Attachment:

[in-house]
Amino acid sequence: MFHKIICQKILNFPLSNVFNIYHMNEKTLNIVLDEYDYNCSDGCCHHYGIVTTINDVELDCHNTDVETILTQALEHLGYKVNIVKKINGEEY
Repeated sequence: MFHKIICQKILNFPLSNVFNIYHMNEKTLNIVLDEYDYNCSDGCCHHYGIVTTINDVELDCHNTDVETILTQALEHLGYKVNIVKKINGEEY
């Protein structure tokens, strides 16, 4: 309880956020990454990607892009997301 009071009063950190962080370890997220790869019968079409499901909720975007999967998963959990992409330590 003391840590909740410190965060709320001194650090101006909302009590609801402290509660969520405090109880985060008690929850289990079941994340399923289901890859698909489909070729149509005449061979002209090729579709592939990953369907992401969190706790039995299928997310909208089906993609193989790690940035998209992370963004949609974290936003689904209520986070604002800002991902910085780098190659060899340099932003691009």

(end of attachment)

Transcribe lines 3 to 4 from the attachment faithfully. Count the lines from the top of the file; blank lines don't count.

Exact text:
Repeated sequence: MFHKIICQKILNFPLSNVFNIYHMNEKTLNIVLDEYDYNCSDGCCHHYGIVTTINDVELDCHNTDVETILTQALEHLGYKVNIVKKINGEEY
């Protein structure tokens, strides 16, 4: 309880956020990454990607892009997301 009071009063950190962080370890997220790869019968079409499901909720975007999967998963959990992409330590 003391840590909740410190965060709320001194650090101006909302009590609801402290509660969520405090109880985060008690929850289990079941994340399923289901890859698909489909070729149509005449061979002209090729579709592939990953369907992401969190706790039995299928997310909208089906993609193989790690940035998209992370963004949609974290936003689904209520986070604002800002991902910085780098190659060899340099932003691009």